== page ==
Here are instructions for configuring remotely mounted folders using network file system (NFS) on Apple OSX 10.6 Server. . .
Our lab recently purchased a computational cluster, consisting of eight Apple XServes. We have one “head” node with RAID storage, and seven “auxiliary” nodes that automount folders on the head node. The head node is visible to the entire world, but the auxiliary nodes live on a private subnet. Although most Apple documentation suggests using AFP to share folders across the subnet, I found AFP to be inappropriate for our setup. To wit, AFP does not allow users simultaneously logged into the same client machine to mount the same folder. For example, suppose Alice signs into the headnode and then signs into auxiliary node #2 and runs a script. As a consequence of these actions, Alice automatically mounted the folder /Users and the subfolder /Users/Alice. If another user, Bob, performs these same steps, he won’t be able to mount his home folder from node #2 until Alice signs-off! The cause of this problem is that AFP gives Alice an exclusive lock on /Users. Long story short: AFP seems inappropriate for high-performance computing scenarios.
As an alternative to AFP, I setup remote folder mounting using NFS.
Here are instructions for configuring NFS. . .
2. Configure Open Directory service. Here are more instructions from wazmac.com.
3. Define the folders to be exported. Although you can manually create these definitions by editing the file named /etc/exports, I recommend you instead use the OSX GUI tools in the Server Admin application. My rationale is that /etc/exports is fragile because Server Admin will freely overwrite the contents of this file. Do the following:
3a. Enable NFS. In Server Admin, select the server, then click the icon for settings, then click the menu bar for services. Ensure the checkbox next to NFS is enabled.
3b. Select your desired sharepoints. In Server Admin, click on the NFS service. Select the icon for sharepoints. Browse to the folders you want to share, and click the share button in the upper-right corner. In this example, I show how to share the Users folder.
4. Start NFS by clicking on the Start NFS button at the bottom of the Server Admin application. If NFS is already running, then you will instead see a button for Stop NFS; in this case, don’t stop NFS.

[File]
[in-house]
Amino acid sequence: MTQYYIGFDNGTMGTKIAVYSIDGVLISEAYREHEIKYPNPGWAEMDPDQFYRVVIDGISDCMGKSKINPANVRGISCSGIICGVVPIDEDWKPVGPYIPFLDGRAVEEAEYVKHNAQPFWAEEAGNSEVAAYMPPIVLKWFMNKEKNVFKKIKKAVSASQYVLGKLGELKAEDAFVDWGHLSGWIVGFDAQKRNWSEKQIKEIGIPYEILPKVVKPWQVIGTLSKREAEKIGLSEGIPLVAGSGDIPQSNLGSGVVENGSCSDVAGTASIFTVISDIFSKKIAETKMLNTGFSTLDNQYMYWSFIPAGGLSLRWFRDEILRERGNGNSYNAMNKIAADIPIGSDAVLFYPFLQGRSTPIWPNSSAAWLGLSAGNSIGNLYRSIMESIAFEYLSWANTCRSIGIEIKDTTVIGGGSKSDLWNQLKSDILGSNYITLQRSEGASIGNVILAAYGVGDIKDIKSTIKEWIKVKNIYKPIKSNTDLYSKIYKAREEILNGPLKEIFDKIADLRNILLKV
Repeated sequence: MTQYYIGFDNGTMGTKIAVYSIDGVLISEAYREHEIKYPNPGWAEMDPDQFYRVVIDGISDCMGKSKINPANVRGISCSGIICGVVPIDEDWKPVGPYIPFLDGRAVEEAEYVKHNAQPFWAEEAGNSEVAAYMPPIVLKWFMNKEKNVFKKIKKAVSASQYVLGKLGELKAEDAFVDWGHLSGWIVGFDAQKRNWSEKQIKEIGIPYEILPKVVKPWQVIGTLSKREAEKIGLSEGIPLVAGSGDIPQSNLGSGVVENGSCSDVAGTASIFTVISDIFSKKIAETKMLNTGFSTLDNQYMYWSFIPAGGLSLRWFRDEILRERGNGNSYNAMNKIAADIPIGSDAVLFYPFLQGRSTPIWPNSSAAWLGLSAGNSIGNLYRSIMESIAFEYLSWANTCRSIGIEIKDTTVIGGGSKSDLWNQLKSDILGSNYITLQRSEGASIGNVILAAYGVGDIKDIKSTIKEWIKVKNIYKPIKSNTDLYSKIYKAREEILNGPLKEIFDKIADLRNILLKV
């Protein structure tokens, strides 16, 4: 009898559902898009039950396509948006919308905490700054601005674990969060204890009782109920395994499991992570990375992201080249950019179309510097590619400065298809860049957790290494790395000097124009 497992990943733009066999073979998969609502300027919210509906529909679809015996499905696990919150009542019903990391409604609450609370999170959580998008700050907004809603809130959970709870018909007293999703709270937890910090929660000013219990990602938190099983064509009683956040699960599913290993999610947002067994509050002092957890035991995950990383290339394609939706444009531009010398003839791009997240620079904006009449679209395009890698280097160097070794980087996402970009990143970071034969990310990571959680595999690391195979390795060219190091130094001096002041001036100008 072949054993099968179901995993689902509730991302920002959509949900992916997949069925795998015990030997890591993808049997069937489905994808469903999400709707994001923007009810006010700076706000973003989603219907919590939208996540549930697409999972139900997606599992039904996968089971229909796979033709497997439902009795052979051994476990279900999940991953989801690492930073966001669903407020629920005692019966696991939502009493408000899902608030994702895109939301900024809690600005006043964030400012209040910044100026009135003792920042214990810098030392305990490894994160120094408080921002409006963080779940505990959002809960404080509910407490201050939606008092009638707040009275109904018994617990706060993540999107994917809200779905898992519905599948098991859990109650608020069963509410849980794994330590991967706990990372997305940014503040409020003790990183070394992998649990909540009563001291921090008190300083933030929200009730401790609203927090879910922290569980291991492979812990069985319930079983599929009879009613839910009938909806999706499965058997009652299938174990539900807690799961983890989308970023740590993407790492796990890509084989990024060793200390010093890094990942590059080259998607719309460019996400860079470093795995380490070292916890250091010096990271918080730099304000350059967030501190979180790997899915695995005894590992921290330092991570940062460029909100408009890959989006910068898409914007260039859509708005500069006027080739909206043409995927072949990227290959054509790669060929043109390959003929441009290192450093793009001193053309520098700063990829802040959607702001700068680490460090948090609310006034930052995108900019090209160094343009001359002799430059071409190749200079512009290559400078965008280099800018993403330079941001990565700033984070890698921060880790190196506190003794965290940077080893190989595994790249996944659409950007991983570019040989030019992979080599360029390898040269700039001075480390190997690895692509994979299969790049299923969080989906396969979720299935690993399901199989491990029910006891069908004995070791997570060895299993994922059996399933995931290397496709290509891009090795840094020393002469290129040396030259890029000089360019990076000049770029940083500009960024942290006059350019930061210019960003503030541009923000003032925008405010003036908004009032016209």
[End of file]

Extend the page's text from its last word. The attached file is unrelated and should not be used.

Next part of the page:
5. Enable your shared folders to be automounted. For each sharepoint, select the sharepoint and then select the Share Point menu bar. Ensure the checkbox for Enable Automount is checked. You should see something like this:
6. Click on the Edit… button next to Enable Automount. Ensure that the sharepoint is being exported using the NFS protocol. If the sharepoint is intended to be the home directory for users, then ensure the option “Use for user home folders and group folders” is enabled. You should see something like this:
Click OK when you are done.
7. Back in the Share Points menu, click on the button for Protocol Options…; you should see something like this:
7a. Ensure the sharepoint is not being shared via AFP, and is being shared via NFS. In the NFS menu, you might use options like what I show below:
Here I’m sharing the Users folder to the subnet with address 10.0.0.0 with mask 255.255.255.0. This means that addresses with the pattern 10.0.0.? (where ? can be anything) have access to the folder.
8. Finally, let’s test the NFS setup. Open Terminal and type the following:
sudo nfsd update
. . . in order to restart NFS. You also could restart your computer, but it seems easier to use nfsd.
sudo nfsd checkexports
Enter the password for root access. If NFS is correctly configured, you should see no output from nfsd.
. . . should list all your NFS exported sharepoint. For example, on our server. . .
markov:~ admin$ showmount -e
Exports list on localhost:
OK. Good luck!